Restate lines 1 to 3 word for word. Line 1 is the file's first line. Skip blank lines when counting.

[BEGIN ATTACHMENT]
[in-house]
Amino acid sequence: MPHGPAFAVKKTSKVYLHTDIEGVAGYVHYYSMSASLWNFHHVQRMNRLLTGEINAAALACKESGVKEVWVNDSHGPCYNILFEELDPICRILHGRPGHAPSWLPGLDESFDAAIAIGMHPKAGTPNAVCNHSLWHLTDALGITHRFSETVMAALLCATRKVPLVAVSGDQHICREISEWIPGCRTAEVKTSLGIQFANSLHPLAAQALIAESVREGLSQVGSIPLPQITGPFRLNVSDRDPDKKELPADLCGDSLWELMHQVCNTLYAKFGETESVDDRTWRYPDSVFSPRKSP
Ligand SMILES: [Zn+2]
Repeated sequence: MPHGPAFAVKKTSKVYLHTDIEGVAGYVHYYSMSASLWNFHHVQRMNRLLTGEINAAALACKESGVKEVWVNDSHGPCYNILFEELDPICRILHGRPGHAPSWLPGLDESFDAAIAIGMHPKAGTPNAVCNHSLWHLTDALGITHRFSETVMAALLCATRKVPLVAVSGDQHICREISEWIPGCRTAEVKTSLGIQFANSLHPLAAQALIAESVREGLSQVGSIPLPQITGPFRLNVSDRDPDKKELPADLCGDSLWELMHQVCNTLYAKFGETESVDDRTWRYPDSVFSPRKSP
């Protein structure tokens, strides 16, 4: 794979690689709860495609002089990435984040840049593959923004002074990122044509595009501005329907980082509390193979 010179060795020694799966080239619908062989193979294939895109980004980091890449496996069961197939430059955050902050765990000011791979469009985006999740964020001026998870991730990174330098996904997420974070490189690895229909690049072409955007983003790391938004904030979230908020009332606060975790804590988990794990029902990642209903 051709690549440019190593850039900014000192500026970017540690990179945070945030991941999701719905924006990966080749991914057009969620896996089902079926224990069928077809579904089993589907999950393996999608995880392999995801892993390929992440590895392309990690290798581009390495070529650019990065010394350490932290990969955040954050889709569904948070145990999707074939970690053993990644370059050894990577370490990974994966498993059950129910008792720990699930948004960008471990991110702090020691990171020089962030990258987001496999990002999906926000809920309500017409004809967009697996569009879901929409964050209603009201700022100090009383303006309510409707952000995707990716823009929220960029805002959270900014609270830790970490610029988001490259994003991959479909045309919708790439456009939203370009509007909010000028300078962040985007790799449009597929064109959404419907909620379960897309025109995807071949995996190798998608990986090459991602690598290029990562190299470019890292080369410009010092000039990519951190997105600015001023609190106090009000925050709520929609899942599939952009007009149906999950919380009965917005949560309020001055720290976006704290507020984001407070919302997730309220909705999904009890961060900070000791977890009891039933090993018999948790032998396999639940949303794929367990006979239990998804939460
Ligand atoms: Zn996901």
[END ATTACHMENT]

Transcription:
[in-house]
Amino acid sequence: MPHGPAFAVKKTSKVYLHTDIEGVAGYVHYYSMSASLWNFHHVQRMNRLLTGEINAAALACKESGVKEVWVNDSHGPCYNILFEELDPICRILHGRPGHAPSWLPGLDESFDAAIAIGMHPKAGTPNAVCNHSLWHLTDALGITHRFSETVMAALLCATRKVPLVAVSGDQHICREISEWIPGCRTAEVKTSLGIQFANSLHPLAAQALIAESVREGLSQVGSIPLPQITGPFRLNVSDRDPDKKELPADLCGDSLWELMHQVCNTLYAKFGETESVDDRTWRYPDSVFSPRKSP
Ligand SMILES: [Zn+2]